Letter to the editor

Hi Editor,

I was recently made aware of the student government’s threat to eliminate funding for the Advocate. As a 1996 graduate of Pitt-Johnstown, one who contributed to the paper, the news was unsettling.

When I first noticed the Facebook post, my mind was contemplating the whys? Why would the student government want to curtail the source of news on their campus? Is there a budgetary issue? Is there an issue with the school administration? As I read the post further I saw the light. The reason is accountability. The reason is not wanting crimes from the magistrate’s office to appear in print or online.

Unfortunately, these days, things that are posted on the Internet have eternal life. I get that it might be daunting to have something tarnish a person’s reputation even before they step out into the real world. I get that it also might be daunting when years down the road a potential employer’s search might uncover an embarrassing tidbit. But at what age do we stop protecting people from their own behavior? When a person graduates from college – after they have had time to blow off steam? After they safely get their first job? After the next DUI takes a life?

When we punish the press for printing what is public record or tell the press what is or isn’t acceptable to print we strip away the fabric of society. What is the reason for news publications if they can merely be the puppet of its community? People are entitled to an unbiased account of what is happening where they live.  When we begin to eliminate the free press, all that we are left with is the notion of a perfect land where nothing bad happens, no one gets in trouble and no one is held accountable for unlawful behavior – that is when bad things can really happen and a democracy becomes a dictatorship.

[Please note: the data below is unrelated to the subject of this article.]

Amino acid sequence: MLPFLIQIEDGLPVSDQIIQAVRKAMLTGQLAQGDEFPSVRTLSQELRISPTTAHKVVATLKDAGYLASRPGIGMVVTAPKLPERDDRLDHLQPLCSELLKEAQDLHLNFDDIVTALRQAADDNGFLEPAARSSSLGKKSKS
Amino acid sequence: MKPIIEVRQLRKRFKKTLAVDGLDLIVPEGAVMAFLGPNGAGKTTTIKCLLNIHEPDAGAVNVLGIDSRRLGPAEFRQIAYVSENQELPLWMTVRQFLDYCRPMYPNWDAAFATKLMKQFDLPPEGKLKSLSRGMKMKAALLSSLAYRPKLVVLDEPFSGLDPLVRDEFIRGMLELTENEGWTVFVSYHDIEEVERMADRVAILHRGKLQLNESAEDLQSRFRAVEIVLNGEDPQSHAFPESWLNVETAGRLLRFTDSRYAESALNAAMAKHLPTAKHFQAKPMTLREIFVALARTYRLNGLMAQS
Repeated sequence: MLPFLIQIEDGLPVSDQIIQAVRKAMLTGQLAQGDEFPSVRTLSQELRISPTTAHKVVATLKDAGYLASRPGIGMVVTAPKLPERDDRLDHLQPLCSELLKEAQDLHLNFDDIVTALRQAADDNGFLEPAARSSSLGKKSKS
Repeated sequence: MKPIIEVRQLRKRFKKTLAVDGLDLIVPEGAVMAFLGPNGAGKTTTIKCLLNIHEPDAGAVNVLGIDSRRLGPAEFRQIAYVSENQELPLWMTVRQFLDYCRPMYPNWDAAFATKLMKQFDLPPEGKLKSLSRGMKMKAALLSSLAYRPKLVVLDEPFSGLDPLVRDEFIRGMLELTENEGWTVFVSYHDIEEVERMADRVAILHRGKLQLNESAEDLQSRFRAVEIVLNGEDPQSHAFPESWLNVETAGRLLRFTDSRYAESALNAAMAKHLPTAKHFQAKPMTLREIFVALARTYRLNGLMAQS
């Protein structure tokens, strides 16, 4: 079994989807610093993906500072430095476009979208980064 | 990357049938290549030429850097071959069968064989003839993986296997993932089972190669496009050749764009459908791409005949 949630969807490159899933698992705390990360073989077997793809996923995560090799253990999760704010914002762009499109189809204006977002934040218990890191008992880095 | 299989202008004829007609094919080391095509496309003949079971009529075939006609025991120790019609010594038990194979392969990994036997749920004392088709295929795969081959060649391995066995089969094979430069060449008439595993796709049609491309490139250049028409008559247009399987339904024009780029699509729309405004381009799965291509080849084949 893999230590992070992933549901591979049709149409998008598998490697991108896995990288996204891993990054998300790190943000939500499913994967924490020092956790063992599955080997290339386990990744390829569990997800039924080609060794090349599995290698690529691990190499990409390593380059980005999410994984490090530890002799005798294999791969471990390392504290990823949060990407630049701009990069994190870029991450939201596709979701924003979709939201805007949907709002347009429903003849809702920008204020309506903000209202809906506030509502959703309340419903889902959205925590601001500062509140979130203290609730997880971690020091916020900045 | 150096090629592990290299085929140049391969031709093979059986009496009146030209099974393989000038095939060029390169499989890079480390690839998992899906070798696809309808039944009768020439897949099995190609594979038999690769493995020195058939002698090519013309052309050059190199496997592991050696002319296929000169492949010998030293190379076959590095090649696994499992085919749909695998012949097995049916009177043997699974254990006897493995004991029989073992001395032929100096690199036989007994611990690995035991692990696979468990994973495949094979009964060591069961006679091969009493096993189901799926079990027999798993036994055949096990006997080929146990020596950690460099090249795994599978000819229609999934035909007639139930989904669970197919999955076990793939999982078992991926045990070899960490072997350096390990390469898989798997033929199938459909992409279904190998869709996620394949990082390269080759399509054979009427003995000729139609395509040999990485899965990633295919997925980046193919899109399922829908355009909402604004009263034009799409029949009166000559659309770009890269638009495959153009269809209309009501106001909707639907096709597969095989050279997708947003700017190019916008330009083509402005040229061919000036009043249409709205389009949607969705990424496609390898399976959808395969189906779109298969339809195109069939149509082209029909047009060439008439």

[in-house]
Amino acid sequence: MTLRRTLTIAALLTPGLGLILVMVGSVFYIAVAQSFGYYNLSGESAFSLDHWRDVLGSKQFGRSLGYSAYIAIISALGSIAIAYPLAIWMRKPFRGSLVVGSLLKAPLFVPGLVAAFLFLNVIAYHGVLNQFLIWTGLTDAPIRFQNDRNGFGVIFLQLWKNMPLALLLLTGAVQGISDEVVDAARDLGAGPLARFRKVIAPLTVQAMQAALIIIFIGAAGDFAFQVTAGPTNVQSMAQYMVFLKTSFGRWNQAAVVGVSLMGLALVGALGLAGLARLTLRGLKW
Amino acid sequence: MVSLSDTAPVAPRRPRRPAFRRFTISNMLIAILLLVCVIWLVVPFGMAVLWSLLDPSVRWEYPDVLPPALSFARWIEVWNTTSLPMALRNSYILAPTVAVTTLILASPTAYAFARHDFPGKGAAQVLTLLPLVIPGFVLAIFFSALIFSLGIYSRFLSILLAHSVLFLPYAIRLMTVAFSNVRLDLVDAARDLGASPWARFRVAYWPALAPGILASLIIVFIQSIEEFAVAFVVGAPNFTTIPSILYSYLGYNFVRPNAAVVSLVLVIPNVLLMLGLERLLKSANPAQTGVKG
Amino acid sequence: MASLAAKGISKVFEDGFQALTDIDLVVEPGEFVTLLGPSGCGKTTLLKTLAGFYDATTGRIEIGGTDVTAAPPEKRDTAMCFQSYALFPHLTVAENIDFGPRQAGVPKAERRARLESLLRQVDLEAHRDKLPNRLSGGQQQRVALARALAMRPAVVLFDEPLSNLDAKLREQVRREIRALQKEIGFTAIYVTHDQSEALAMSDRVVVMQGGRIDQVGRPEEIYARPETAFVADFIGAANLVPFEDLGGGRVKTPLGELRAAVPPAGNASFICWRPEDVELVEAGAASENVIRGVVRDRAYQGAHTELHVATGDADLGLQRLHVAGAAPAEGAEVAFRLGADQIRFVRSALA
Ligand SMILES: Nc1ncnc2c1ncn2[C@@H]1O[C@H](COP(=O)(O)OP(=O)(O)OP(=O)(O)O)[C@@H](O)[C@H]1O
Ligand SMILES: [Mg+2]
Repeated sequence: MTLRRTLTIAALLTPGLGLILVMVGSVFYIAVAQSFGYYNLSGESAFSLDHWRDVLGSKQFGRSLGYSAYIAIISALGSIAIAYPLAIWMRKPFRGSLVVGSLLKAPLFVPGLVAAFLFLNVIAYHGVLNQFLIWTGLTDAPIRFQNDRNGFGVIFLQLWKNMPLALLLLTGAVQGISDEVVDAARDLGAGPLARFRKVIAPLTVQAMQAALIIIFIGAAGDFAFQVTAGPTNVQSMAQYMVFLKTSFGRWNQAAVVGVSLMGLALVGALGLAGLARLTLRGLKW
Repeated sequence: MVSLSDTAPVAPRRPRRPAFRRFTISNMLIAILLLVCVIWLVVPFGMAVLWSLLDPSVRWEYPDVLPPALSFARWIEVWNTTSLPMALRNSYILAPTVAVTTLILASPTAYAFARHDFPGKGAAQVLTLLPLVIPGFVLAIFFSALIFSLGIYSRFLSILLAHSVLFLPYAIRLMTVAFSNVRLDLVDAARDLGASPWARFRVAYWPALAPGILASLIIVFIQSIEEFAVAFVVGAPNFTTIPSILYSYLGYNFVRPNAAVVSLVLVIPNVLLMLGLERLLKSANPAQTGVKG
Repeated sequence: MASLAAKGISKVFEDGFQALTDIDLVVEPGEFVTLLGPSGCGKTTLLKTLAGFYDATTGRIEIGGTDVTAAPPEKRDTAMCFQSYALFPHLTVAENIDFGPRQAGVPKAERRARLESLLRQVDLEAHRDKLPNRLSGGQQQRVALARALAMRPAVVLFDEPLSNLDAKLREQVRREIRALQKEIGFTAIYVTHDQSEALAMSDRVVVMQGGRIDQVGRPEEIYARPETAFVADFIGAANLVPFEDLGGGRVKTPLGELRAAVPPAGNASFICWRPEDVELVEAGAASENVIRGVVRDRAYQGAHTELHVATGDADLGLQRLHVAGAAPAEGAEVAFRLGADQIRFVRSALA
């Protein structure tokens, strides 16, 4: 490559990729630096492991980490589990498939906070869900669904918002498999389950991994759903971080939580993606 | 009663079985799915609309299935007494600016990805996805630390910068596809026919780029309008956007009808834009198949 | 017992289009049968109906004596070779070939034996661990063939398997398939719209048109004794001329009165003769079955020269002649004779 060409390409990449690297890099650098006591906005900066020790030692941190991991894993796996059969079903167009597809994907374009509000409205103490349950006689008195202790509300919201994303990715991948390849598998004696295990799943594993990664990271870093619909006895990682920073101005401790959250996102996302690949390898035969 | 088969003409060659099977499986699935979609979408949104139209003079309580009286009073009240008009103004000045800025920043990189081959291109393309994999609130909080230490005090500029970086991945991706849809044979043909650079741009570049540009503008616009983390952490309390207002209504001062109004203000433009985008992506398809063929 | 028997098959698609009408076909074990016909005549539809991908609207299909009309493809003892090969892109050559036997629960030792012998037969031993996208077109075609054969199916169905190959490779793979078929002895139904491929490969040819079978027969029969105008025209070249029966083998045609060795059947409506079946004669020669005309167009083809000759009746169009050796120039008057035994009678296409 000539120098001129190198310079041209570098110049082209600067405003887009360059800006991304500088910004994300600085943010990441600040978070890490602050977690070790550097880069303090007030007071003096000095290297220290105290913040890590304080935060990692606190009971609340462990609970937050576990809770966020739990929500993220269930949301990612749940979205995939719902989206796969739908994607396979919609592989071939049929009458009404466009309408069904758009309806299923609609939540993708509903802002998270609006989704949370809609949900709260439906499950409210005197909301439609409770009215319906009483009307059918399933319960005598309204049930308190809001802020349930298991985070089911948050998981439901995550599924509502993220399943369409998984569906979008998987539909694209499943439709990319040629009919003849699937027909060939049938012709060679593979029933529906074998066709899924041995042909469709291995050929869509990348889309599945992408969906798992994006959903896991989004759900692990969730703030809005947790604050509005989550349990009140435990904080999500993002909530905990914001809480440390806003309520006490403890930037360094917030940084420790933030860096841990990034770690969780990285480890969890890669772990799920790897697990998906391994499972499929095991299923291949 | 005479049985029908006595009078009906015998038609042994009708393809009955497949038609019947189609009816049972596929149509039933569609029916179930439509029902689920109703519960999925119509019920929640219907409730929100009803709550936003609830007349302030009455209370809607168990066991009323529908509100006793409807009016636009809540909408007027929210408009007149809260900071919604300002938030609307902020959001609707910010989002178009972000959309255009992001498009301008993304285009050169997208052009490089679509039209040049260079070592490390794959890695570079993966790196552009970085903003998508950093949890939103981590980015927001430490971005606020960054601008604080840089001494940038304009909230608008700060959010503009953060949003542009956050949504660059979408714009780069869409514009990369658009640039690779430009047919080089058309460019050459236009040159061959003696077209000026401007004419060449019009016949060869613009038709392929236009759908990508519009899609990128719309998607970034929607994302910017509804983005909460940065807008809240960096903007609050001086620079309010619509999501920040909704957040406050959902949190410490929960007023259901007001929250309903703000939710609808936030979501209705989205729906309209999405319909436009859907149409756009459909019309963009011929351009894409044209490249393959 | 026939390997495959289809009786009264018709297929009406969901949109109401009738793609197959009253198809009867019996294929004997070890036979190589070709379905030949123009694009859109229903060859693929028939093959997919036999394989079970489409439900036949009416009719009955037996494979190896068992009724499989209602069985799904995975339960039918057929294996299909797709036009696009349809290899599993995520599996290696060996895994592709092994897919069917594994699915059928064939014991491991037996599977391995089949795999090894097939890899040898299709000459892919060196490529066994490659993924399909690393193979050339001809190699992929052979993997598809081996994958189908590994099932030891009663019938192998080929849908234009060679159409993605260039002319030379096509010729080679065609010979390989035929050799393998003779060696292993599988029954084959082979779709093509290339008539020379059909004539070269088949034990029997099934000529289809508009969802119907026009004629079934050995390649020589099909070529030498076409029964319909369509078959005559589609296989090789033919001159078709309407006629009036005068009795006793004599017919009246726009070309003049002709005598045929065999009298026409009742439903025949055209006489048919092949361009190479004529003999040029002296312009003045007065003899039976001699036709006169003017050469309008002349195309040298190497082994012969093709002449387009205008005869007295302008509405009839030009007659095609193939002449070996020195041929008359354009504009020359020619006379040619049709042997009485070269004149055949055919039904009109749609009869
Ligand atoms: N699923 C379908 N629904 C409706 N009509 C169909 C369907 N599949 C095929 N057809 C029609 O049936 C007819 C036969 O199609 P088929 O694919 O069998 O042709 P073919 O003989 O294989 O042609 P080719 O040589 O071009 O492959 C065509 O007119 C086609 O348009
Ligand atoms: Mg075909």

Thomas Jefferson said, “Our liberty depends on the freedom of the press, and that cannot be limited without being lost.” I think UPJ would be lost without the Advocate and its ability to be a platform for students charting their course in journalism. The journalism classes, taught by Professor (Lee) Wood, prepared me well for a career that started in television and has landed me back in print.

Now in an era of fake news, a presidency that requires all hands on deck reporting and fiction being packaged as fact, students need to be prepared to report the truth now more than ever. Limiting their ability to do so on the college level will only prevent them from being the unbiased, unwavering force we need them to be in the real world.

Please don’t allow UPJ to send journalists out into the world that have been forced to compromise the integrity of the free press.

According to a possible employer of these future journalists, Mr. David Shribman, the executive editor of the Pittsburgh Post-Gazette, “These students are being taught a very dangerous lesson in tyranny. They may soon discover what life is like without a free press. They may feel good in the short run but will be short changed in the long run.”

Kristen Keleschenyi

Pitt-Johnstown Class of 1996